Turkish Pudding

This comes from the collection of Lady Clark of Tillypronie (about 1909). It is very good hot, or chilled for an hour in the refrigerator; it can also be frozen in the deep-freeze compartment and served as iced pudding. In a 3-star deep-freeze allow only about an hour, and check after 30 minutes that it is not becoming too hard to eat.

I have no idea why she called it Turkish Pudding: it is a typically English nineteenth-century recipe for a fairly elaborate pudding.


  • 1 large sponge cake in a ring shape
  • 2 glasses white wine
  • 1 lb. (½ k.) cooking apples
  • nutmeg
  • ½ lb. (250 g.) caster sugar
  • 1 oz. (30 g.) butter

For the custard

  • ¼ pint ( dl.) milk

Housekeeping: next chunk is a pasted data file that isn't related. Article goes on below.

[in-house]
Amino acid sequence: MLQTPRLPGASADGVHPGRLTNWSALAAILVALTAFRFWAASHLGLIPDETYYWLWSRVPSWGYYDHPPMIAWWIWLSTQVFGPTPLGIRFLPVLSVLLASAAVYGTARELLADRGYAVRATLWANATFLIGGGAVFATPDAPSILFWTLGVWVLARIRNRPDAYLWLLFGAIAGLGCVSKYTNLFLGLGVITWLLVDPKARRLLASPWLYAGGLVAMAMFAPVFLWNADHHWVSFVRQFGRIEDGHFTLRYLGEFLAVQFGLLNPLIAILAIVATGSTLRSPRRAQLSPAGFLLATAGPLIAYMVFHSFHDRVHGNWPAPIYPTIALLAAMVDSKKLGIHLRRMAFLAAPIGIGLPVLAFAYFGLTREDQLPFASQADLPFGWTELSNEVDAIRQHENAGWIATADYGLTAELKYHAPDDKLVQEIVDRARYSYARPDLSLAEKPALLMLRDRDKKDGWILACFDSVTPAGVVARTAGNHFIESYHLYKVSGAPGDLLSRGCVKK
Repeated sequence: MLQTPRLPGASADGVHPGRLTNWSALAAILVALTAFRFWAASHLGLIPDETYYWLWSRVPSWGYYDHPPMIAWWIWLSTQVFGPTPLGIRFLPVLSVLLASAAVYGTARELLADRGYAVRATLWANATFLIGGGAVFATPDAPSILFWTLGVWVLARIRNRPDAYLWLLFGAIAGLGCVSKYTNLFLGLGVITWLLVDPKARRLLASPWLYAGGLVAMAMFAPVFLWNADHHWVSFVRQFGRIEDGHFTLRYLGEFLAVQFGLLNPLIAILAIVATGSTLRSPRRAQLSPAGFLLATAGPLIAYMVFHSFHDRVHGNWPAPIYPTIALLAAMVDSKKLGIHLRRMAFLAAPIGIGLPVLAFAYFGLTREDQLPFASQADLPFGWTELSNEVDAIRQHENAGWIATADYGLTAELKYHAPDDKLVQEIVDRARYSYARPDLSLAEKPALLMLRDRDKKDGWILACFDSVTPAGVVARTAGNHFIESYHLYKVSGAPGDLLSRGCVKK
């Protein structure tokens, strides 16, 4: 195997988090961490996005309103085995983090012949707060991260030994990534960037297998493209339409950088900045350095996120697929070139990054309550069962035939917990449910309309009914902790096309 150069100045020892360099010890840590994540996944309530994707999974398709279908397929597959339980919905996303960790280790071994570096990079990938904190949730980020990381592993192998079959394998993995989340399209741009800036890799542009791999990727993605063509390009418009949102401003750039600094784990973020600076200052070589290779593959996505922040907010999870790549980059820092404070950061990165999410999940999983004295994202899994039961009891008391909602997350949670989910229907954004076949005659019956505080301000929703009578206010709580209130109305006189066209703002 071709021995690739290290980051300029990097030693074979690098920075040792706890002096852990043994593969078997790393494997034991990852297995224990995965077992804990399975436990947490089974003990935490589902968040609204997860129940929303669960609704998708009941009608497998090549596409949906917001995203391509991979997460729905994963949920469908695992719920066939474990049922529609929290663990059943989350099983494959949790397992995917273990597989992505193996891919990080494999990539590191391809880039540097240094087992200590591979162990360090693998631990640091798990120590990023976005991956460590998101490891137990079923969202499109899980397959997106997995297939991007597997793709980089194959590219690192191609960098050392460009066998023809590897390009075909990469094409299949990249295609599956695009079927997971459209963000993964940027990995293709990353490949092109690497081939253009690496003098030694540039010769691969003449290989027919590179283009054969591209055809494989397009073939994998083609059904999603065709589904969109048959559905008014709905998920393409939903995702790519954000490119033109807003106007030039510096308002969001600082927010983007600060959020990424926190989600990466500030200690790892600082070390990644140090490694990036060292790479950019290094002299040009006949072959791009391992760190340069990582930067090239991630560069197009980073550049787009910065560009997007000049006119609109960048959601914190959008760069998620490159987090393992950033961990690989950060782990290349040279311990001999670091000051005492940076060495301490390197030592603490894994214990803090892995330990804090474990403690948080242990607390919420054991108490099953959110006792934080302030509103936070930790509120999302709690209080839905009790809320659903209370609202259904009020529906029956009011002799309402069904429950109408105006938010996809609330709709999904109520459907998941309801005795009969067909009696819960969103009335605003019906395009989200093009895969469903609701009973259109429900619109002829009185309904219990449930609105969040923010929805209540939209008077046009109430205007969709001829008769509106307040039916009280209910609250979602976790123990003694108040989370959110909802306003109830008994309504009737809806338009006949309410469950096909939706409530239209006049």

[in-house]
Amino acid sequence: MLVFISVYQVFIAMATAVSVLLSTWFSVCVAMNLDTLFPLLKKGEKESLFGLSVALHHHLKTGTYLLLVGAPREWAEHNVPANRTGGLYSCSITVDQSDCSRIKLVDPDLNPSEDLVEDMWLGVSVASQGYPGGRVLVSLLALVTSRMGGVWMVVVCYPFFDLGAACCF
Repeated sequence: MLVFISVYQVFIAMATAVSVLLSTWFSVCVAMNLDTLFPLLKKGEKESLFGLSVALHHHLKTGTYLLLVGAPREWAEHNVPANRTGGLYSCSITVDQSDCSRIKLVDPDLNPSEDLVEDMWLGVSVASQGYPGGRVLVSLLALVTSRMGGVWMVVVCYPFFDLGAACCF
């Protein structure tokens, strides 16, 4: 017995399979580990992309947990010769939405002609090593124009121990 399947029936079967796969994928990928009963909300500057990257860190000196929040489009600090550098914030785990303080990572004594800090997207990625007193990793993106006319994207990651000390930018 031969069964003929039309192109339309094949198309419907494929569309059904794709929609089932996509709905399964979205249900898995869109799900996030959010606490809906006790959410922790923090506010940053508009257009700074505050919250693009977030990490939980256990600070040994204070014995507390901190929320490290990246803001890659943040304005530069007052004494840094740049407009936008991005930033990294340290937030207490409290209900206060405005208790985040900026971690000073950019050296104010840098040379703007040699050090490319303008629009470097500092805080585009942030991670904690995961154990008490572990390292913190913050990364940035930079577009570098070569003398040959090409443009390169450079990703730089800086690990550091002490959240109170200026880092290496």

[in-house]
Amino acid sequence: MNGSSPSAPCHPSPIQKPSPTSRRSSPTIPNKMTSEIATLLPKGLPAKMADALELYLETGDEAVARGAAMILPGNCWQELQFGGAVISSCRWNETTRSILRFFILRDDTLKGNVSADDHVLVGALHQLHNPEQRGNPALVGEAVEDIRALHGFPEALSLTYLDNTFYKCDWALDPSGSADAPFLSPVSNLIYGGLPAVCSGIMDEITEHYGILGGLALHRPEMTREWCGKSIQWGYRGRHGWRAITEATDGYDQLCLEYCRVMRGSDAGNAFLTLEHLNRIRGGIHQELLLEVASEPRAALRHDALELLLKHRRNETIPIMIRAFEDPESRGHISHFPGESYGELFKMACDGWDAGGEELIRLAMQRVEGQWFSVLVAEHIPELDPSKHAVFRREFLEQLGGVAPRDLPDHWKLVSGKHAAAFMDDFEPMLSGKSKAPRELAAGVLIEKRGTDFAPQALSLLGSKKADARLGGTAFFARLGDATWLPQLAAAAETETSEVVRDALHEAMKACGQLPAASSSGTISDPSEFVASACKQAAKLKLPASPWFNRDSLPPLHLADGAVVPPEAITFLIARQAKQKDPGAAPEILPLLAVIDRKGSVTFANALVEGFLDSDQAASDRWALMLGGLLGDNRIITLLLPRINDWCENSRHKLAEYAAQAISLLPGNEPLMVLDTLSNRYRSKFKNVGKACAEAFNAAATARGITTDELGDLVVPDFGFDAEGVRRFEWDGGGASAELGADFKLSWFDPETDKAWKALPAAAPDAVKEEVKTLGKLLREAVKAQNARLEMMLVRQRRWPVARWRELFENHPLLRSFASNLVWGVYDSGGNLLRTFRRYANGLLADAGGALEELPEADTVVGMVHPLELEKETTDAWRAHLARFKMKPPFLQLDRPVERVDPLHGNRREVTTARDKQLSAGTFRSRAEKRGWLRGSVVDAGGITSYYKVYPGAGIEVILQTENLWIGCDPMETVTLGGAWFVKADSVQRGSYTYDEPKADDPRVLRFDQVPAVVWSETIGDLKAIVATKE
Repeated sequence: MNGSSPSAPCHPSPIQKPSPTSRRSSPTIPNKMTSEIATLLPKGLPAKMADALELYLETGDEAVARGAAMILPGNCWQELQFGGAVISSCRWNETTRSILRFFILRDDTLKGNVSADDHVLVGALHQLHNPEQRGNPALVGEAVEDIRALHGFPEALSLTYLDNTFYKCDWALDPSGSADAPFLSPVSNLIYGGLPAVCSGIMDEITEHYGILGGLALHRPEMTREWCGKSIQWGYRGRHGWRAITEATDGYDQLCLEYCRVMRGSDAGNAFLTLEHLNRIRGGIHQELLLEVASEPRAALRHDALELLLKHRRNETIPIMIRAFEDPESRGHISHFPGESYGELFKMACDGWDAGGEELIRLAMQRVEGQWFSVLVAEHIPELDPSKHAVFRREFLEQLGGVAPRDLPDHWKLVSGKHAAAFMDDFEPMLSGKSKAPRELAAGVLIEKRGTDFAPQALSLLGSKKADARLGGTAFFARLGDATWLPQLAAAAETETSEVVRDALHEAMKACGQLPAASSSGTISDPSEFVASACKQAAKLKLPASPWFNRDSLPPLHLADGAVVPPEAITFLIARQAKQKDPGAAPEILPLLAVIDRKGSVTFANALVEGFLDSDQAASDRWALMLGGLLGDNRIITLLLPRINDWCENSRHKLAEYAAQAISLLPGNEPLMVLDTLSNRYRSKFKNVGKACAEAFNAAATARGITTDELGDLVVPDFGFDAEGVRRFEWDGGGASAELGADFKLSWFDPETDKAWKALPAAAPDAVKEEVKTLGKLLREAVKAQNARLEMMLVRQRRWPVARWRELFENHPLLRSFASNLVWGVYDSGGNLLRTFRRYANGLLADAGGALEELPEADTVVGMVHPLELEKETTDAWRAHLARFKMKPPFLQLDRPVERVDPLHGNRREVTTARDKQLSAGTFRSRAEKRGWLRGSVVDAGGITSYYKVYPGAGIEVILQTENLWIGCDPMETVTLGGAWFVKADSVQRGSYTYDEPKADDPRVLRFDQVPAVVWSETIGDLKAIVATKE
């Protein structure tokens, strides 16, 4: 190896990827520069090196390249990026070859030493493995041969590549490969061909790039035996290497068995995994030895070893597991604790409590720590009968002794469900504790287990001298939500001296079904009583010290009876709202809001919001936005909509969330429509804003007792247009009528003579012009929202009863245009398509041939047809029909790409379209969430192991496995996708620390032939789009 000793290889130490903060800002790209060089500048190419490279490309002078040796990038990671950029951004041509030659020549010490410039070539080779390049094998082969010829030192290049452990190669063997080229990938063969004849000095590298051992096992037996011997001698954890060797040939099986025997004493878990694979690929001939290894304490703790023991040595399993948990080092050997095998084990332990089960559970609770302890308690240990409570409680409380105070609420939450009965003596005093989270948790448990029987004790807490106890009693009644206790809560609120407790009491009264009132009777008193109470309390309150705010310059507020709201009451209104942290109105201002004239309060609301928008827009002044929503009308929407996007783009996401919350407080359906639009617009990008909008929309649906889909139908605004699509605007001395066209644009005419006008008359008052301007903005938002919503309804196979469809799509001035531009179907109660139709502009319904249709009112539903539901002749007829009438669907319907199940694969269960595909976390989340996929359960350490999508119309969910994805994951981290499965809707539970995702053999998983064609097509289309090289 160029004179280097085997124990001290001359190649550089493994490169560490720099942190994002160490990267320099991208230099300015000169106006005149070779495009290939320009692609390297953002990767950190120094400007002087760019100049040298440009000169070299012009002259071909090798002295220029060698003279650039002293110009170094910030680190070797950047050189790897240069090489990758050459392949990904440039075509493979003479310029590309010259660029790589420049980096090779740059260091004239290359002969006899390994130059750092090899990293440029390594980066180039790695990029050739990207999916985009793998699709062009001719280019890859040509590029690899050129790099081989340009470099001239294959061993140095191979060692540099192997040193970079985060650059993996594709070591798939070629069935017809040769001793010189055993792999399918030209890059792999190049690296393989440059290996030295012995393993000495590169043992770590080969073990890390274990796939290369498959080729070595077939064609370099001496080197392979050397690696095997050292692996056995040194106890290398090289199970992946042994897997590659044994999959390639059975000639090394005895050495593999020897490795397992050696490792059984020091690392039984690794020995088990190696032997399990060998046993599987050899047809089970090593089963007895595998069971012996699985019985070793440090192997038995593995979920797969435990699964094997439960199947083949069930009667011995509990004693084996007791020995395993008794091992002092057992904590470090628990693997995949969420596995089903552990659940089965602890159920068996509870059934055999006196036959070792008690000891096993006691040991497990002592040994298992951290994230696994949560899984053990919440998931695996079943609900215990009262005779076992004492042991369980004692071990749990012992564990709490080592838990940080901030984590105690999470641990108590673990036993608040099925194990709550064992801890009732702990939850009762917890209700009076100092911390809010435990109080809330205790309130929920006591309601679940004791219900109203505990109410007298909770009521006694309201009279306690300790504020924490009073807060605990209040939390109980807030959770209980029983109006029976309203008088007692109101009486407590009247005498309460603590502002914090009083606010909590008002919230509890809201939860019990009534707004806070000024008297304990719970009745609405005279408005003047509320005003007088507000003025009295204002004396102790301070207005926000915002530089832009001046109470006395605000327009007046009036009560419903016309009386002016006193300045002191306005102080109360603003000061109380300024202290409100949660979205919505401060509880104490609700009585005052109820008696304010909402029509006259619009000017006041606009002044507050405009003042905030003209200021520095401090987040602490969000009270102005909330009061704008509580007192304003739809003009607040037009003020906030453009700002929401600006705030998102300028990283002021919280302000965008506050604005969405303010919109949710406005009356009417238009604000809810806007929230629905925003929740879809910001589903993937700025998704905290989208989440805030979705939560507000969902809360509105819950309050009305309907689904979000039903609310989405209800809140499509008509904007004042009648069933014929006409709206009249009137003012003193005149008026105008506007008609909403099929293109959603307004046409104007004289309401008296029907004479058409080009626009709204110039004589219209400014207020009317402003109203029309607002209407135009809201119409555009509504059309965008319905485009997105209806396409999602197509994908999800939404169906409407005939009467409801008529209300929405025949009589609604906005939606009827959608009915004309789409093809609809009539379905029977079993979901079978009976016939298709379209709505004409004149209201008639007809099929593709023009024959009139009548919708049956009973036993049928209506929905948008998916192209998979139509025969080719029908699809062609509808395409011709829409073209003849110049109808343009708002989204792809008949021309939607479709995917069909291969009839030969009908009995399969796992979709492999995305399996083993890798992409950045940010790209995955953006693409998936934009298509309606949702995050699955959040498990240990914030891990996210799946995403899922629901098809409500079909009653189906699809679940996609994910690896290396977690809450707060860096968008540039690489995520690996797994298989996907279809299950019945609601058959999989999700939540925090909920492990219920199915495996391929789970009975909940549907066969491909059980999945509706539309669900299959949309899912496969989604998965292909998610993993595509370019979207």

• ¼ pint ( dl.) double cream
  • 8 egg yolks
  • almond flavouring
  • 8 egg whites for meringue
  • cherries, angelica, chopped crystallized fruits to garnish


Peel, core and quarter the apples and bake them in the butter with half the sugar in a fireproof dish at 400° F., gas mark 6, until quite tender and transparent. If possible, the quarters should just remain separate. Sift a little more sugar and a very little nutmeg over them and allow to cool.

Meanwhile soak the sponge cake in the wine.

Make the custard by beating the yolks of the eggs well and pouring on to them the milk and cream at boiling point, all the time stirring well. Hold above low heat and stir in ½; teaspoon almond flavouring just as it begins to thicken, and go on stirring till it is of the consistency of thick cream. Allow the custard to cool, and fill the sponge cake with alternate spoonfuls of custard and apple, allowing some of the custard to overflow and pour down the sides a little. Whisk the egg whites and remaining sugar to hold a peak. Pour all over the pudding. Allow to ‘dry’ a few minutes in the warming drawer and decorate with cherries, chopped crystallized fruit, just before serving. Chill, freeze, or serve hot.